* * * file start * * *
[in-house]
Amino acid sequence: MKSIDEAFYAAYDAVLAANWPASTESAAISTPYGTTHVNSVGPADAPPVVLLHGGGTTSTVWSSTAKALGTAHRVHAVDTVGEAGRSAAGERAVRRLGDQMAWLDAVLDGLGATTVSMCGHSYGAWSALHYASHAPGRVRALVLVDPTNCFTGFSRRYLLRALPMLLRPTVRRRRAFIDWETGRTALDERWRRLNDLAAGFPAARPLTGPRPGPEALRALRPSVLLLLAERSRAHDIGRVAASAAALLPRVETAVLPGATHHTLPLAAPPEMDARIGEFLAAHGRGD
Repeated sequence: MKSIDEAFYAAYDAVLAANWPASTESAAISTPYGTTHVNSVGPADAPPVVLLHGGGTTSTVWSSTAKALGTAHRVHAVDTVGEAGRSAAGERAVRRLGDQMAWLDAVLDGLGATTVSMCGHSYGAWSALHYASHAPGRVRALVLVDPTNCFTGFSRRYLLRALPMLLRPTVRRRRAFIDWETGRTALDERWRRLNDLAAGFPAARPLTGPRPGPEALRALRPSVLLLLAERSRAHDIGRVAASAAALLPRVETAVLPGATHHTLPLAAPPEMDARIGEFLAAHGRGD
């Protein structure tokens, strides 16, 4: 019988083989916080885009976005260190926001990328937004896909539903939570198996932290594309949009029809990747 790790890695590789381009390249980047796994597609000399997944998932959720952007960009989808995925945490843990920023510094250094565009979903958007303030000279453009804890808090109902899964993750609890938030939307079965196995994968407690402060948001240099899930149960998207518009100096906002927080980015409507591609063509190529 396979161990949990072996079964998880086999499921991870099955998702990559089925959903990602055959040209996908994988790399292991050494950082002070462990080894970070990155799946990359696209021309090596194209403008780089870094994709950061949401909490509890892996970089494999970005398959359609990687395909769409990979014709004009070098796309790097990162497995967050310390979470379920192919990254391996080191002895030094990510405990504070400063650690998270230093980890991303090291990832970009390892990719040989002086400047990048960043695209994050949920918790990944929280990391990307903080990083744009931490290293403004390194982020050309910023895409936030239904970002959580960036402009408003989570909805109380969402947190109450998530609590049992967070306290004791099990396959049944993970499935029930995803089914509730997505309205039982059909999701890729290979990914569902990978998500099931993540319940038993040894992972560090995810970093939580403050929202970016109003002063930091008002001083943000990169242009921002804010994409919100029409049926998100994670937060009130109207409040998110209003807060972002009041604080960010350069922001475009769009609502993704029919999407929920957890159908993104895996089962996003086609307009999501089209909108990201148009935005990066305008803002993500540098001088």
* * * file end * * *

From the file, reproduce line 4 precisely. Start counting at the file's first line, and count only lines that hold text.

């Protein structure tokens, strides 16, 4: 019988083989916080885009976005260190926001990328937004896909539903939570198996932290594309949009029809990747 790790890695590789381009390249980047796994597609000399997944998932959720952007960009989808995925945490843990920023510094250094565009979903958007303030000279453009804890808090109902899964993750609890938030939307079965196995994968407690402060948001240099899930149960998207518009100096906002927080980015409507591609063509190529 396979161990949990072996079964998880086999499921991870099955998702990559089925959903990602055959040209996908994988790399292991050494950082002070462990080894970070990155799946990359696209021309090596194209403008780089870094994709950061949401909490509890892996970089494999970005398959359609990687395909769409990979014709004009070098796309790097990162497995967050310390979470379920192919990254391996080191002895030094990510405990504070400063650690998270230093980890991303090291990832970009390892990719040989002086400047990048960043695209994050949920918790990944929280990391990307903080990083744009931490290293403004390194982020050309910023895409936030239904970002959580960036402009408003989570909805109380969402947190109450998530609590049992967070306290004791099990396959049944993970499935029930995803089914509730997505309205039982059909999701890729290979990914569902990978998500099931993540319940038993040894992972560090995810970093939580403050929202970016109003002063930091008002001083943000990169242009921002804010994409919100029409049926998100994670937060009130109207409040998110209003807060972002009041604080960010350069922001475009769009609502993704029919999407929920957890159908993104895996089962996003086609307009999501089209909108990201148009935005990066305008803002993500540098001088």